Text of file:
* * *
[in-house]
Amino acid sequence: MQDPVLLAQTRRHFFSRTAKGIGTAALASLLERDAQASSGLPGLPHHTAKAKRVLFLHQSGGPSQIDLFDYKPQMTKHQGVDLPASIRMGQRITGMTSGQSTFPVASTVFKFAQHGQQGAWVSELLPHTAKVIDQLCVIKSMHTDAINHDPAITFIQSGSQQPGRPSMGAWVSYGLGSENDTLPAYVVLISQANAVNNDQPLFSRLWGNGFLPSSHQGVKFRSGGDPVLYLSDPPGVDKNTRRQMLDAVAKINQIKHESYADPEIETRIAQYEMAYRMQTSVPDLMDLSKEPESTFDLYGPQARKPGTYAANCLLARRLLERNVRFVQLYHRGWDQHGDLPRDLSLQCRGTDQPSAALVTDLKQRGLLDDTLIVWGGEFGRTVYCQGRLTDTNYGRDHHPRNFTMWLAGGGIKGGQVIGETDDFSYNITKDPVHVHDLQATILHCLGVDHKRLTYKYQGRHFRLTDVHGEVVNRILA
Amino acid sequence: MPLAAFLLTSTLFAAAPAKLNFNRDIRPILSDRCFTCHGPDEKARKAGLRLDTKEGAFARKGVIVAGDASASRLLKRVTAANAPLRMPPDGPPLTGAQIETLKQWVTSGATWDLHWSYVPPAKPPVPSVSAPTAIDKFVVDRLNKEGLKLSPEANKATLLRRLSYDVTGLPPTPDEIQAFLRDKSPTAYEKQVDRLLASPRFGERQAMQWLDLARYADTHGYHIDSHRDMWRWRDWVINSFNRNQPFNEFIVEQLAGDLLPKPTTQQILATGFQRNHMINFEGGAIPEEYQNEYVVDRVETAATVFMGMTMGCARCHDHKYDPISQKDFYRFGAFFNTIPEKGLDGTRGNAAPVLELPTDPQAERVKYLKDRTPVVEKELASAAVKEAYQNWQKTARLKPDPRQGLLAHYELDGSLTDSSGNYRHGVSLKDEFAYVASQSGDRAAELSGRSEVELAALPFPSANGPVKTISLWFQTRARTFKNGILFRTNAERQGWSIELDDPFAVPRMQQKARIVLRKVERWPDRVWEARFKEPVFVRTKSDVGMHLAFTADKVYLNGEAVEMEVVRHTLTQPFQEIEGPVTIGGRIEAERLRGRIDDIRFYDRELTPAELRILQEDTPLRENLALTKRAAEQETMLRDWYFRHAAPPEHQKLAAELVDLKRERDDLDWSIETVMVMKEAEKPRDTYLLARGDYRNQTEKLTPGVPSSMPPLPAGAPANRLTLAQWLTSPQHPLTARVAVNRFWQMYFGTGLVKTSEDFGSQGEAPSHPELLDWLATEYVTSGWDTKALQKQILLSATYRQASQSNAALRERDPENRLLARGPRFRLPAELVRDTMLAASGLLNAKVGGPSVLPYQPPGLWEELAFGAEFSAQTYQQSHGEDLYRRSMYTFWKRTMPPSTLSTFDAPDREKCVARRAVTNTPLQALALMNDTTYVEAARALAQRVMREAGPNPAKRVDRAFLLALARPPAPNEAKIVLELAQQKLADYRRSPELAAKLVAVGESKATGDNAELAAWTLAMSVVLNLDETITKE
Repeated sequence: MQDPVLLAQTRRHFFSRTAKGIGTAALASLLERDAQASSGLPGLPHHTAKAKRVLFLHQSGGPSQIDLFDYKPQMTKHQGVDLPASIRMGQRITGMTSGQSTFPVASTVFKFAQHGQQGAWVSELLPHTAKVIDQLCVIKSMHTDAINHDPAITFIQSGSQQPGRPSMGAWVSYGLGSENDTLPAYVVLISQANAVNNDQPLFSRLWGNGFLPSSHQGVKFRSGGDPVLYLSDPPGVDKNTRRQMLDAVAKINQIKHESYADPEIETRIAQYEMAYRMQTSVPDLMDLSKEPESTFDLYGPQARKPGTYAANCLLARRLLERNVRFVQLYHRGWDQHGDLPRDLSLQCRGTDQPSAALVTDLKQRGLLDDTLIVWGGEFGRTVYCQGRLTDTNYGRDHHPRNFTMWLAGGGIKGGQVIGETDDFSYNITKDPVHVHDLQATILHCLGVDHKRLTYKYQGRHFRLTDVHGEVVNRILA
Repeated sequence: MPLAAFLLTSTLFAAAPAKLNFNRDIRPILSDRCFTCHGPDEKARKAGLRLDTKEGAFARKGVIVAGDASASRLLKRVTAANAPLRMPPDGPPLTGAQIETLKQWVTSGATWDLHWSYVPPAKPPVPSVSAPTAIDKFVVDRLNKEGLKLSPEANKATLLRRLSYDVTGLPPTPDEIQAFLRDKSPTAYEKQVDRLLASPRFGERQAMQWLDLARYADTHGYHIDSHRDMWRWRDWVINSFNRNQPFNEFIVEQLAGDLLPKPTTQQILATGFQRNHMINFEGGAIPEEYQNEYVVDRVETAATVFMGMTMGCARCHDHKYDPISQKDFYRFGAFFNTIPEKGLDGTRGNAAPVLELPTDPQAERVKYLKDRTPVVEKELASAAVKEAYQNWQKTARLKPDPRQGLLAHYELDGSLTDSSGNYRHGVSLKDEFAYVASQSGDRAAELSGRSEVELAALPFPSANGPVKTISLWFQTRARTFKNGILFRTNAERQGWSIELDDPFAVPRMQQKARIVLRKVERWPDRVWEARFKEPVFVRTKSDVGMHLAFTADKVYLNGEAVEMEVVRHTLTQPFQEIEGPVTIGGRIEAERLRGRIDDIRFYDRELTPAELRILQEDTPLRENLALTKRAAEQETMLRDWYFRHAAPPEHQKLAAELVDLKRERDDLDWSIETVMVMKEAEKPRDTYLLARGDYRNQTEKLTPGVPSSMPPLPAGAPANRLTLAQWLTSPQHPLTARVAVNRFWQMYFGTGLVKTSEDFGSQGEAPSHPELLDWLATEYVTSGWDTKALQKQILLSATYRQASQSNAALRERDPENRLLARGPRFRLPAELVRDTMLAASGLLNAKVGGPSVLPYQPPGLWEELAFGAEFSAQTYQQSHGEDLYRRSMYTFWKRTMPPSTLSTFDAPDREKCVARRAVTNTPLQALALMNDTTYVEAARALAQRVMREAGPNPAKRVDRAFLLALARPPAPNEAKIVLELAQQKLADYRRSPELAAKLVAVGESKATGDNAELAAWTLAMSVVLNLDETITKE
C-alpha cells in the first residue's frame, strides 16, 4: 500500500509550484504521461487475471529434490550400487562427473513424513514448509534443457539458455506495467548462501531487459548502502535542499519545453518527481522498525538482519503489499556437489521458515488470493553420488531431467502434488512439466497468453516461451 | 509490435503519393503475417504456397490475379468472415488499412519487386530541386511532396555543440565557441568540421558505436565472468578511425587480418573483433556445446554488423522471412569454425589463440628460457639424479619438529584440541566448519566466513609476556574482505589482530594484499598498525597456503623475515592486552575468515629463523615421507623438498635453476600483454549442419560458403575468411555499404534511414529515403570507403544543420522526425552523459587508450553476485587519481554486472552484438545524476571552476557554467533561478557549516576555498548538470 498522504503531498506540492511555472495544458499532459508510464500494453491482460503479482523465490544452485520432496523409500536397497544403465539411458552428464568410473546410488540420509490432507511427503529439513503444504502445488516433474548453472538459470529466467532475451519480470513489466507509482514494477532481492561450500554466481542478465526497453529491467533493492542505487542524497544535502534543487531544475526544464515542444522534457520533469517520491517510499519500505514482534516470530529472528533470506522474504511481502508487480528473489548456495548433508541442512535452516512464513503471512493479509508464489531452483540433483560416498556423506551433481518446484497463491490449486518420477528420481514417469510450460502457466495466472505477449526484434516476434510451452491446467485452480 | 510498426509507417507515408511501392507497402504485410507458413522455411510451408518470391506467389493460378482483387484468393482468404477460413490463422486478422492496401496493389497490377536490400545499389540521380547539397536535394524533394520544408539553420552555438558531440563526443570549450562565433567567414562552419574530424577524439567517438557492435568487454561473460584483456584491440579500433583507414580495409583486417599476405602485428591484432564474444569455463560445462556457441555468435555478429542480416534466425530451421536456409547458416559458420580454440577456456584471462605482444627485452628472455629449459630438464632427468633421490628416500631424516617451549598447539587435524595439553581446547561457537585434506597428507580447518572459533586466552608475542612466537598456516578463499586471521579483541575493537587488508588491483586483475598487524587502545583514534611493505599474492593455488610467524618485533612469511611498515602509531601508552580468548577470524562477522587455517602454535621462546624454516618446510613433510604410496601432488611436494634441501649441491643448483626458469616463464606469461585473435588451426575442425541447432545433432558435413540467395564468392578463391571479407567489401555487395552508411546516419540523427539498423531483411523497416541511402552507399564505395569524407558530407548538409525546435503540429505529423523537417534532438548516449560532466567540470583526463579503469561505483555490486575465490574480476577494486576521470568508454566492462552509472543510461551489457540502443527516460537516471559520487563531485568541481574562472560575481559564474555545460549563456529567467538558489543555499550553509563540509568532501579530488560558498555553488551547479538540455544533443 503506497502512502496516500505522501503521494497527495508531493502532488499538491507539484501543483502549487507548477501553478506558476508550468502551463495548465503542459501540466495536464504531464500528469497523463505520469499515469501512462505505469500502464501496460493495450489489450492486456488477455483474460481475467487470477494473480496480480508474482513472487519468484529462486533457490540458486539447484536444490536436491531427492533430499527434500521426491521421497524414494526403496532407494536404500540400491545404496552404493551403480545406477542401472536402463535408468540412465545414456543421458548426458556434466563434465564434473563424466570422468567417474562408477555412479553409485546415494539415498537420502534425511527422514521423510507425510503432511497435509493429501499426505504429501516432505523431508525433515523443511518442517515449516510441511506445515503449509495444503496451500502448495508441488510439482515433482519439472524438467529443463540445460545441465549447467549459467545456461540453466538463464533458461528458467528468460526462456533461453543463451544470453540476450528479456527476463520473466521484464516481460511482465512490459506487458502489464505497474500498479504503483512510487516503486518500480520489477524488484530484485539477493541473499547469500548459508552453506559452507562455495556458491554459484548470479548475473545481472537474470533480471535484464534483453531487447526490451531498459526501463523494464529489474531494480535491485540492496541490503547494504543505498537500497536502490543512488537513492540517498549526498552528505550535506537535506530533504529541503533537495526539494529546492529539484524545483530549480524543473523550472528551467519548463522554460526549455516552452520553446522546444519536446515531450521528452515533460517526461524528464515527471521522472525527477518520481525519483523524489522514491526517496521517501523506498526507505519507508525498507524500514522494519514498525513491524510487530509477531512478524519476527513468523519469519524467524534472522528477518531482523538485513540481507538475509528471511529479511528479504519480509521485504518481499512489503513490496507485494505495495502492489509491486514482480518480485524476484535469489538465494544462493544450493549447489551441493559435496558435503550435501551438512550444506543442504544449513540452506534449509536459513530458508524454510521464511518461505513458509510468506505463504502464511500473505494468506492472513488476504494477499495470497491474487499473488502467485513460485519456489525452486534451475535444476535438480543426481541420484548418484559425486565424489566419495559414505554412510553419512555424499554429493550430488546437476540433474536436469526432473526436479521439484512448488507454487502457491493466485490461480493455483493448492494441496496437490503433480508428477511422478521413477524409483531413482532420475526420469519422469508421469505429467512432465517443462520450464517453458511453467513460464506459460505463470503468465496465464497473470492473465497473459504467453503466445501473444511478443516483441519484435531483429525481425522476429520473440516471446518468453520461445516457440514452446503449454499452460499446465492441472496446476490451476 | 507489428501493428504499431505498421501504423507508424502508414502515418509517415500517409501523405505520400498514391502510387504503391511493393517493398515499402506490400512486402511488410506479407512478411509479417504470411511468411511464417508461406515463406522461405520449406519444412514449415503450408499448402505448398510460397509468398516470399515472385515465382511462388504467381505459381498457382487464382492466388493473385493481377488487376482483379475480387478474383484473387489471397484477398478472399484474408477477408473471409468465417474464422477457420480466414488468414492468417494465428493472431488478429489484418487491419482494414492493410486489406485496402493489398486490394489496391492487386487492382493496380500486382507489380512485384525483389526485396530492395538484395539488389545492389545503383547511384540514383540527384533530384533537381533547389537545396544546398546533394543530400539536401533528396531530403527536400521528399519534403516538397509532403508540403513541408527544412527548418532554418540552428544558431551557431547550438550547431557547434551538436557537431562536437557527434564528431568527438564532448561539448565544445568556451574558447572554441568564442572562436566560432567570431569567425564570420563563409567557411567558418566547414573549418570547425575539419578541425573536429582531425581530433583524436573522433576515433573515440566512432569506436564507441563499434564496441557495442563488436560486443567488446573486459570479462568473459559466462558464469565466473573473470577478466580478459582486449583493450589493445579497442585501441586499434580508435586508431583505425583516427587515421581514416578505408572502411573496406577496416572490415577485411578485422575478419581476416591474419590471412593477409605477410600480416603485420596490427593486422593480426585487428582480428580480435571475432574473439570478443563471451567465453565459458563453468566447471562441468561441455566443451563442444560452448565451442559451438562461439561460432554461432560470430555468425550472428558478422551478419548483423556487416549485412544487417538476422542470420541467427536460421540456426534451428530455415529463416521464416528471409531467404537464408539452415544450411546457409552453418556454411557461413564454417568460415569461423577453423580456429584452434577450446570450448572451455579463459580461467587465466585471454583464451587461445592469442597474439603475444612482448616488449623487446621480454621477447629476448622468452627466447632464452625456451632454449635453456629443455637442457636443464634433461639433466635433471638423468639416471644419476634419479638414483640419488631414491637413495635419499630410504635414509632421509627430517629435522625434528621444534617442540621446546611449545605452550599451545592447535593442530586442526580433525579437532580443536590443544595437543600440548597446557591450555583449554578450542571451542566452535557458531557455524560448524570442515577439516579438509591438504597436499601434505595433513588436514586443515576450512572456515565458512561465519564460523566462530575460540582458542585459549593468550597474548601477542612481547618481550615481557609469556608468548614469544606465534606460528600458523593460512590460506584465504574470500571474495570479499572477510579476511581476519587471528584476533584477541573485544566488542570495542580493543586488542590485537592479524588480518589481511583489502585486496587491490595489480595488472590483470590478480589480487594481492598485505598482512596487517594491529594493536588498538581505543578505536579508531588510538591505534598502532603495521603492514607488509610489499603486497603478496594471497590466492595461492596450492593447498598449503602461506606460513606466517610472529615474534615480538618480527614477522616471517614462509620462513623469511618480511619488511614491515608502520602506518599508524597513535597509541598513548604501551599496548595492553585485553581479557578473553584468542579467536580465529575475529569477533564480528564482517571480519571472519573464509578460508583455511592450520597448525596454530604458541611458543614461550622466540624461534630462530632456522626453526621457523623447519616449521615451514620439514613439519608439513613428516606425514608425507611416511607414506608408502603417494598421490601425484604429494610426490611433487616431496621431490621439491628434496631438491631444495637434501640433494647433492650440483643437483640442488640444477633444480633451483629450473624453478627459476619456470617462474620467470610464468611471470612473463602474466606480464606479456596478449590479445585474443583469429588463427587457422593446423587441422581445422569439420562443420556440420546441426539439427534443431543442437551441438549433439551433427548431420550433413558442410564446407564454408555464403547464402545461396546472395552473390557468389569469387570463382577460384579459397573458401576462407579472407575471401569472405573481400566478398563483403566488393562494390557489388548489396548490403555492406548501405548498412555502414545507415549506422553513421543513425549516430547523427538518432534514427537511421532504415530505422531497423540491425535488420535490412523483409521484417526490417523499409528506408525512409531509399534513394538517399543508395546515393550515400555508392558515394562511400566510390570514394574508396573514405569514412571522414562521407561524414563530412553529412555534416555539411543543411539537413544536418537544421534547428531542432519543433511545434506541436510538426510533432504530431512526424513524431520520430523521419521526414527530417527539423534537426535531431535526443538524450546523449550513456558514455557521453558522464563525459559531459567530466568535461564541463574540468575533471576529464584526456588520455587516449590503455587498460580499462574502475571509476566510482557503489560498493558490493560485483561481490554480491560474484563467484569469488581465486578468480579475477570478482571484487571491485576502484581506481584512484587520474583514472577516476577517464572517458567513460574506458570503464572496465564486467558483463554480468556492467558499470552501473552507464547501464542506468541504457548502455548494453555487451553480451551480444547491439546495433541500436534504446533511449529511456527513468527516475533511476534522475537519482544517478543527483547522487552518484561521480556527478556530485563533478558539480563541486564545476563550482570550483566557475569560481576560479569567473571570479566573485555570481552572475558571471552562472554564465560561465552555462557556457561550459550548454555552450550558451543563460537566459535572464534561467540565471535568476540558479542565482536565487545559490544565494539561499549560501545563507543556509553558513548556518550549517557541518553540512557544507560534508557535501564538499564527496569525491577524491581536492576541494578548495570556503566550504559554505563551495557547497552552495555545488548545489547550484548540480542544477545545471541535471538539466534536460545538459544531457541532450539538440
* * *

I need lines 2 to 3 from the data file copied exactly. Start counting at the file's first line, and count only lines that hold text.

Amino acid sequence: MQDPVLLAQTRRHFFSRTAKGIGTAALASLLERDAQASSGLPGLPHHTAKAKRVLFLHQSGGPSQIDLFDYKPQMTKHQGVDLPASIRMGQRITGMTSGQSTFPVASTVFKFAQHGQQGAWVSELLPHTAKVIDQLCVIKSMHTDAINHDPAITFIQSGSQQPGRPSMGAWVSYGLGSENDTLPAYVVLISQANAVNNDQPLFSRLWGNGFLPSSHQGVKFRSGGDPVLYLSDPPGVDKNTRRQMLDAVAKINQIKHESYADPEIETRIAQYEMAYRMQTSVPDLMDLSKEPESTFDLYGPQARKPGTYAANCLLARRLLERNVRFVQLYHRGWDQHGDLPRDLSLQCRGTDQPSAALVTDLKQRGLLDDTLIVWGGEFGRTVYCQGRLTDTNYGRDHHPRNFTMWLAGGGIKGGQVIGETDDFSYNITKDPVHVHDLQATILHCLGVDHKRLTYKYQGRHFRLTDVHGEVVNRILA
Amino acid sequence: MPLAAFLLTSTLFAAAPAKLNFNRDIRPILSDRCFTCHGPDEKARKAGLRLDTKEGAFARKGVIVAGDASASRLLKRVTAANAPLRMPPDGPPLTGAQIETLKQWVTSGATWDLHWSYVPPAKPPVPSVSAPTAIDKFVVDRLNKEGLKLSPEANKATLLRRLSYDVTGLPPTPDEIQAFLRDKSPTAYEKQVDRLLASPRFGERQAMQWLDLARYADTHGYHIDSHRDMWRWRDWVINSFNRNQPFNEFIVEQLAGDLLPKPTTQQILATGFQRNHMINFEGGAIPEEYQNEYVVDRVETAATVFMGMTMGCARCHDHKYDPISQKDFYRFGAFFNTIPEKGLDGTRGNAAPVLELPTDPQAERVKYLKDRTPVVEKELASAAVKEAYQNWQKTARLKPDPRQGLLAHYELDGSLTDSSGNYRHGVSLKDEFAYVASQSGDRAAELSGRSEVELAALPFPSANGPVKTISLWFQTRARTFKNGILFRTNAERQGWSIELDDPFAVPRMQQKARIVLRKVERWPDRVWEARFKEPVFVRTKSDVGMHLAFTADKVYLNGEAVEMEVVRHTLTQPFQEIEGPVTIGGRIEAERLRGRIDDIRFYDRELTPAELRILQEDTPLRENLALTKRAAEQETMLRDWYFRHAAPPEHQKLAAELVDLKRERDDLDWSIETVMVMKEAEKPRDTYLLARGDYRNQTEKLTPGVPSSMPPLPAGAPANRLTLAQWLTSPQHPLTARVAVNRFWQMYFGTGLVKTSEDFGSQGEAPSHPELLDWLATEYVTSGWDTKALQKQILLSATYRQASQSNAALRERDPENRLLARGPRFRLPAELVRDTMLAASGLLNAKVGGPSVLPYQPPGLWEELAFGAEFSAQTYQQSHGEDLYRRSMYTFWKRTMPPSTLSTFDAPDREKCVARRAVTNTPLQALALMNDTTYVEAARALAQRVMREAGPNPAKRVDRAFLLALARPPAPNEAKIVLELAQQKLADYRRSPELAAKLVAVGESKATGDNAELAAWTLAMSVVLNLDETITKE